Thursday, November 4, 2010
Ian Dunbar Seminar: Introduction
Last weekend, I had the opportunity to attend a three-day seminar given by Dr. Ian Dunbar. I was pretty excited about this because Ian is a big name in training. He designed and taught the first puppy classes, wrote numerous books, appeared on television and in DVDs, and founded the Association of Pet Dog Trainers.
On Friday, Ian discussed how to predict and prevent problems in puppies. He believes that all behavior problems can be prevented, with the possible exception of dog-dog aggression. Unfortunately, we waste puppyhood, and as a result, end up with dogs with behavior problems. These dogs are often rehomed, or worse. Ian’s fed up with this, and he says we need to stop producing problem dogs by changing the way we breed and raise puppies so that all dogs can stay in their homes.
Saturday’s topic was “Science-Based Training- with Feeling!” During the course of his lecture, Ian deconstructed learning theory. He believes that trainers have become “sectarian fundamentalists” who only read part of the “Holy Book of Learning Theory.” What’s more, by his estimation, 90% of learning theory is useless for dog training anyway. He explained why, and then shared how he implements the remaining 10%.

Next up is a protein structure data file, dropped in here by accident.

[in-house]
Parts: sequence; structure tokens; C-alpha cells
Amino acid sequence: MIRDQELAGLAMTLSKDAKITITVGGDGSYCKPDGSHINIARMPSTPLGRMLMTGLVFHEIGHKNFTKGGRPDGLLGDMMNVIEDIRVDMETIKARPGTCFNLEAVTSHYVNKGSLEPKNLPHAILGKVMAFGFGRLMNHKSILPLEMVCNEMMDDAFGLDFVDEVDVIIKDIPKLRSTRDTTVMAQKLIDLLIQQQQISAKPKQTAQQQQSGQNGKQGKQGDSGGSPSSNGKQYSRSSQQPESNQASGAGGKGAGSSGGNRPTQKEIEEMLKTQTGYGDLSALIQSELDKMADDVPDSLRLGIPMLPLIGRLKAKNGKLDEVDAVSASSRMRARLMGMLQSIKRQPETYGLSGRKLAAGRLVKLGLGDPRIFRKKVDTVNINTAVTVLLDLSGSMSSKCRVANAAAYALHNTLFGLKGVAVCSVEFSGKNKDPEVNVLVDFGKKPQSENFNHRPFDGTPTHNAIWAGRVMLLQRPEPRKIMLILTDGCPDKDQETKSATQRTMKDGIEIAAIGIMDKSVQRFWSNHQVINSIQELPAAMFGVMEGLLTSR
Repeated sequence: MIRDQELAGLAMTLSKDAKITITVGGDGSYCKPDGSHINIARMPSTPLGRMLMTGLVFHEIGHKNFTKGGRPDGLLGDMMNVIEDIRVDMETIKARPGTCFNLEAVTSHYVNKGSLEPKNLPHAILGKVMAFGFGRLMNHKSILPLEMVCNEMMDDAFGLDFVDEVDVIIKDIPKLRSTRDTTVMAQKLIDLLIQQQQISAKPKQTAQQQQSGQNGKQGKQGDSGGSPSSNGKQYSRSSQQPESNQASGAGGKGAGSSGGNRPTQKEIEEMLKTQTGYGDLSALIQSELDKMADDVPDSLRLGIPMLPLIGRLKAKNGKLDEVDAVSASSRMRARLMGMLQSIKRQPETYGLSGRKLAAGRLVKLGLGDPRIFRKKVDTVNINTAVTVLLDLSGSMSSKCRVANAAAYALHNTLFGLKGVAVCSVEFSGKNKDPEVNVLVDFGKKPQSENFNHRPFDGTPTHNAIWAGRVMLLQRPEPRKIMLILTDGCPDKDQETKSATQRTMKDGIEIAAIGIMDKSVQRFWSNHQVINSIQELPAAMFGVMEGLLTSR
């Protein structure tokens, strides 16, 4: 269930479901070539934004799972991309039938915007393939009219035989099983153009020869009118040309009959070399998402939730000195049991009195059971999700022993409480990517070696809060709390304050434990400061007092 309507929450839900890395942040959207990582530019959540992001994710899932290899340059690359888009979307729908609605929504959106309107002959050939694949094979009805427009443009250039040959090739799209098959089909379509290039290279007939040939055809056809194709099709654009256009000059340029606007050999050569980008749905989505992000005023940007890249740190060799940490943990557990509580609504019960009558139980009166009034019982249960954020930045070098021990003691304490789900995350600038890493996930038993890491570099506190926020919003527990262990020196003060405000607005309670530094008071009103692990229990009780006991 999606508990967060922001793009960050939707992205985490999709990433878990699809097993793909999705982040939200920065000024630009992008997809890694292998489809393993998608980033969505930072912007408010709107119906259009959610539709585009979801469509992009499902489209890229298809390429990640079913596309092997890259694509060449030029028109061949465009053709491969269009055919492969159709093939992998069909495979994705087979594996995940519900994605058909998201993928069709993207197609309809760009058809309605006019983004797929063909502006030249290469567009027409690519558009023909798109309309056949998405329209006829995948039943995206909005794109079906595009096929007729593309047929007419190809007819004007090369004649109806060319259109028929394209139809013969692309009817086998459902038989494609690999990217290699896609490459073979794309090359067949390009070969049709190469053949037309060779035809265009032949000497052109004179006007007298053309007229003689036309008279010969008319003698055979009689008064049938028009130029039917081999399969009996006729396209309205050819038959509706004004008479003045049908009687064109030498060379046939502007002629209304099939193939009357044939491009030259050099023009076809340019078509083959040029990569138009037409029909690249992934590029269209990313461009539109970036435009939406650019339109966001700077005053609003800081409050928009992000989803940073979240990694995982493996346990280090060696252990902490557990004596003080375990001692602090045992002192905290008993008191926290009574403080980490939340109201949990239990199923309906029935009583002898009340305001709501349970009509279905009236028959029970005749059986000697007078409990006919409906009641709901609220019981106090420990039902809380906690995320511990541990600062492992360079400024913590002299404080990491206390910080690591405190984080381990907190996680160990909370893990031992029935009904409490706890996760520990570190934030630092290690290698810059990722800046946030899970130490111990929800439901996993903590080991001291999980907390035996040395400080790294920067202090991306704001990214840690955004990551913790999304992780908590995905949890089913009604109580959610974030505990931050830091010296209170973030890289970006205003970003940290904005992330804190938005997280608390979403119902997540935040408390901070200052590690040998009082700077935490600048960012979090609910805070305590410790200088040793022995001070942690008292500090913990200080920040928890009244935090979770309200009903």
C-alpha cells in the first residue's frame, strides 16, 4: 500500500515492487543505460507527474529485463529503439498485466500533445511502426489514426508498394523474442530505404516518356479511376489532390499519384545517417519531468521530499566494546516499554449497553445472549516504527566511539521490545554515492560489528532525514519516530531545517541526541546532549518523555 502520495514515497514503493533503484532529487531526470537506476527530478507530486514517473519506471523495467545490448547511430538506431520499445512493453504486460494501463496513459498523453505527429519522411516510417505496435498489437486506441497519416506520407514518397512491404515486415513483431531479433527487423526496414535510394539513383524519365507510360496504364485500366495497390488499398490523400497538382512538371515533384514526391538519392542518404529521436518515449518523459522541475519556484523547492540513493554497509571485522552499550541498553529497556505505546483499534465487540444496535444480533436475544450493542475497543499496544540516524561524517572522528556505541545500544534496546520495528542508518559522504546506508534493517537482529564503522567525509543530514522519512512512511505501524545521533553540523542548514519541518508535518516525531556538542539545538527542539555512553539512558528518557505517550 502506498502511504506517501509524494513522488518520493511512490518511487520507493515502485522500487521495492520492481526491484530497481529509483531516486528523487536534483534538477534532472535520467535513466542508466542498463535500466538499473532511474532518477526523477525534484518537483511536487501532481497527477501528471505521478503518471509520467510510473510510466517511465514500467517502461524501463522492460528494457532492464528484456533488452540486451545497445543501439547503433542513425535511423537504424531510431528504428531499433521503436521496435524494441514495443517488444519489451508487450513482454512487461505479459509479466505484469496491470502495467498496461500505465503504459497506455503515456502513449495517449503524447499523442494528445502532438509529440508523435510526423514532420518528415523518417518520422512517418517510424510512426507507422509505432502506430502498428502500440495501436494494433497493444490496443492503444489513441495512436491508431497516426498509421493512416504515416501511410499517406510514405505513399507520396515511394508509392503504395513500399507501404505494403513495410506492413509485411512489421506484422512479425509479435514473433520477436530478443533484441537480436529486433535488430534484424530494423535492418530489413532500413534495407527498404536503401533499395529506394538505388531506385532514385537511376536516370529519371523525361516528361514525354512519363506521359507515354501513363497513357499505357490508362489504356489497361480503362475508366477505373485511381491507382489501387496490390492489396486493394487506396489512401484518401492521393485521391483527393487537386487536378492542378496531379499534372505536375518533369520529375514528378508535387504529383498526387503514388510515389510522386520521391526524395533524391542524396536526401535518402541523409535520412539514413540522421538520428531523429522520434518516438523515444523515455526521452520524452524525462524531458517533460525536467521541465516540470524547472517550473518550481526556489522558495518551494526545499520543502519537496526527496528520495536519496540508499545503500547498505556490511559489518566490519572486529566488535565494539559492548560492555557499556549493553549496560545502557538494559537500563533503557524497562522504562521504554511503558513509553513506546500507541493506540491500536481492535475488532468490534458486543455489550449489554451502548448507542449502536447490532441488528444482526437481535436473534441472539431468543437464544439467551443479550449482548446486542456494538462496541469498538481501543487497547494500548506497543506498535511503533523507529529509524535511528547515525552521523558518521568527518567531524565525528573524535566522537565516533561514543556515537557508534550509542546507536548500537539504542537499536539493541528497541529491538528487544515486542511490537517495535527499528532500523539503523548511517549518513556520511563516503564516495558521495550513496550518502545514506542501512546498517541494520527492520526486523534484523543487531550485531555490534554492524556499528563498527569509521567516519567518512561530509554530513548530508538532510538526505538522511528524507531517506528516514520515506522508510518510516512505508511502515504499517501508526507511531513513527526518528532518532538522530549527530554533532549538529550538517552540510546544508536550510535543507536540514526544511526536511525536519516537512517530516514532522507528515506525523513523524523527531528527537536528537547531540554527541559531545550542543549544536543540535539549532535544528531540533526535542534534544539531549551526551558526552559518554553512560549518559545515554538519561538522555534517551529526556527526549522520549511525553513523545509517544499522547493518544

Finally, on Sunday, he told us how he gets off-leash reliability from dogs. His emphasis is on lure-reward training, and he told us how he progresses from the first cookie-induced sit all the way up to a solid dog who reliably performs commands everywhere.
Overall, I’m glad I attended the seminar. Ian is a very engaging speaker. He’s funny, and he tells lots of stories. Sometimes, the stories hugged the margins between on and off topic, and I think that I would have preferred a bit more content and a bit less in the way of commentary. I must admit that at times, my mind wandered a bit more than I would have liked.
I also appreciated that the seminar challenged some of my dog training beliefs. I am a clicker trainer, and he is a lure-reward trainer. From the outset, this means that we do things differently. While I understand that the average dog owner will get the results they want from lure-reward training- I am not the average dog owner. I’ve had very different experiences, so I did disagree with a few of his ideas, although I don’t think that means he’s “wrong.” On the contrary, I’m sure he’s had a lot of success with his methods, even if I haven’t.
The seminar gave me a lot to think about. Since I learn best by writing, you can be assured that there will be many posts to come. In fact, there will probably so many posts that I’ll need to spread them out over the course of a couple of months. After all, I still want to write about Maisy’s progress with training and her new medication! In the meantime, if you want a sneak peak into the seminar, check out part one or part two of Laura's summaries.